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The Machine

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A friend laid down the challenge of summarising The Machine in twelve words or less. So here goes. British Blade Runner meets paranoia about the rise of China. But you want to know more than that don’t you? Like the fact that it won Best UK Feature at Raindance Film Festival, Best Sci-Fi film at Toronto After Dark Film Festival and three BAFTA Cymru Awards for Special Achievement in Film, Best Costume Design for Chrissie Pegg and Best Original Music for Tom Raybould’s soundtrack.

“It’s the near future and Britain, still gripped by recession, is embroiled in a cold war with China. The Ministry of Defence has been working on a mechanised soldier, a thinking robot that would not only have the ability to fight, but negotiate and keep peace too.” So begins the press release, saving Rhythm Circus the job of a pithy introduction to the plot.

The Machine 1It is hard to avoid comparison with Ridley Scott’s Blade Runner (1981); a female robot with a male human shaping its destiny, a mournful soundtrack of droning electronica and moral ambiguities over what constitutes life and the rights of the creator and the created. It has to be said though, that despite a lot of borrowing from the slightly threadbare wardrobe of these well-worn tropes, this is a compelling film.

The Machine is set largely in a secretive MoD research facility where British scientist Vincent McCarthy (Toby Stephens) is experimenting with machine/human hybrids. In fact, it is mainly the setting which sets this film apart from comparable films. It’s something of a cross between underground car park and high tech lab, guarded by heavily armed implant soldiers. These are soldiers who have suffered horrific injuries and been used by the MoD for early experiments into the development of humanised robot soldiers. It is a good setting in which to build suspense, and writer/director Caradog James does an excellent job. We are given just enough hints to know from the start that some unpleasant surprises are hiding in the dark recesses just out of shot.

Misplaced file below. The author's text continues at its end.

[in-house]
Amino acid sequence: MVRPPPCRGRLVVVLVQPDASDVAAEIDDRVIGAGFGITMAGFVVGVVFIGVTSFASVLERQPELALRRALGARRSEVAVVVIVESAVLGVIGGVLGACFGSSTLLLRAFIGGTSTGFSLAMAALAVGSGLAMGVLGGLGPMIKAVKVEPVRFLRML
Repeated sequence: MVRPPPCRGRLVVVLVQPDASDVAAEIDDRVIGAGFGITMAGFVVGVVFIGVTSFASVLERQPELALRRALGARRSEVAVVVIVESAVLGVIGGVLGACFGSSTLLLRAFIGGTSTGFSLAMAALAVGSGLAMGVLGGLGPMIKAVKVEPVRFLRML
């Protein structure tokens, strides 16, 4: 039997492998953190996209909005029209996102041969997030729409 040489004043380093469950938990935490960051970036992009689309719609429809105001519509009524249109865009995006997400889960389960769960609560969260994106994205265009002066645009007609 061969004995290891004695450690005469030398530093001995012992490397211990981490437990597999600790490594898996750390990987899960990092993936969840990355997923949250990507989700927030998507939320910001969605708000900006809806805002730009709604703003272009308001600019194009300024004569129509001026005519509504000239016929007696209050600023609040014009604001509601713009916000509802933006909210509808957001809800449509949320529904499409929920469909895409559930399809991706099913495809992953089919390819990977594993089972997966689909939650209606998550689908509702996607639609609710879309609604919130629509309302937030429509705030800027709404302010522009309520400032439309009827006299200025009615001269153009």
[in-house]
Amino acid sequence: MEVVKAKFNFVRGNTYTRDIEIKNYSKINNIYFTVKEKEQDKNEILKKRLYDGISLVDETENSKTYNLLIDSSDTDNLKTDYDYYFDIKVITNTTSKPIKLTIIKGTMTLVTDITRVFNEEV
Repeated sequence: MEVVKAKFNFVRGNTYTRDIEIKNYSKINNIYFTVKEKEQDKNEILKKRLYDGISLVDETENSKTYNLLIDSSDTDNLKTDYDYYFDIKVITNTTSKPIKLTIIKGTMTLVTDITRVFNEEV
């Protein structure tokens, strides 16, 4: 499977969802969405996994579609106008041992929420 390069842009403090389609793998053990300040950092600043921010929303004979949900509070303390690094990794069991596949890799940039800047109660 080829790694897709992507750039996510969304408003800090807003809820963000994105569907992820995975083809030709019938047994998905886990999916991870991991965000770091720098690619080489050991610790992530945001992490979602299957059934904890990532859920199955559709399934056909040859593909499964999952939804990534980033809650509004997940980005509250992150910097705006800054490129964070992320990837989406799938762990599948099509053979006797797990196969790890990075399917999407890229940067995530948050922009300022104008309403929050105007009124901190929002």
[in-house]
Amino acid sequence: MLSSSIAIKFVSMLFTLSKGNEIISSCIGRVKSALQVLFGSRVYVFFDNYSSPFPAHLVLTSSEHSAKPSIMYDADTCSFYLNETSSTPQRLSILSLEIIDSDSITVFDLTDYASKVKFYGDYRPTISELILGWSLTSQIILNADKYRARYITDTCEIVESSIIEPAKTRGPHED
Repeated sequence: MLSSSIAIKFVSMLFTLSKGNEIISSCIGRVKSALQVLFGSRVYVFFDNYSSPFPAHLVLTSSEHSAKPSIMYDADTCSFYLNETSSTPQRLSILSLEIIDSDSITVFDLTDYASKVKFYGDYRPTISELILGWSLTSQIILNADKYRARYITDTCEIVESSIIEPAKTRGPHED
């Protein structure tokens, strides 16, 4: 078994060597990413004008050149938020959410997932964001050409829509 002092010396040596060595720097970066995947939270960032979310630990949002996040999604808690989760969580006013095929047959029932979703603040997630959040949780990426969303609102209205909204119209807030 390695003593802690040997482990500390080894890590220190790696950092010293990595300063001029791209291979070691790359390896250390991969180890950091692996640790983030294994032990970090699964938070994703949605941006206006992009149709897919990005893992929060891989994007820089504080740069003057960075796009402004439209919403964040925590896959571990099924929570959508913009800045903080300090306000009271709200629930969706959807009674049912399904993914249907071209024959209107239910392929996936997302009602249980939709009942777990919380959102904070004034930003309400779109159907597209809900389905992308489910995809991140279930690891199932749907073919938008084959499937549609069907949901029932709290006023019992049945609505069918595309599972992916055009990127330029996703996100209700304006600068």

Much like Blade Runner, the Frankenstein story is given the twist of a rather physically attractive monster, in this case American scientist Ava (Caity Lotz), in whose image and name Vincent’s machine is made. The fact that the monster seems to have feelings for Vincent, and his own remain ambiguous, is another echo of the central and problematic relationship that underpins Blade Runner.

The Machine 2But Vincent is not free to play with Ava in his lab all day as he’d like, teaching her the finer qualities of human consciousness. His MoD pay masters seem more intent on turning her into the perfect killing machine. They wouldn’t be using Chinese-looking stooges to pose as spies in order to further their own ends, would they? Surely the powers that be wouldn’t be so cynical and hell-bent on creating a weapon of mass destruction…

Britain has a strong sci fi tradition, including a number of Hammer films, A Clockwork Orange (1971) and Attack the Block (2011) to pick a small handful from the last fifty years. The Machine is a good addition to this canon. Er, did we say canon? Is Tony Blair WMD paranoia contagious? We mean a good addition to a rich history of British sci fi.

The Machine is released on DVD and Blu-ray on 31st March.

Words >Luke Roberts

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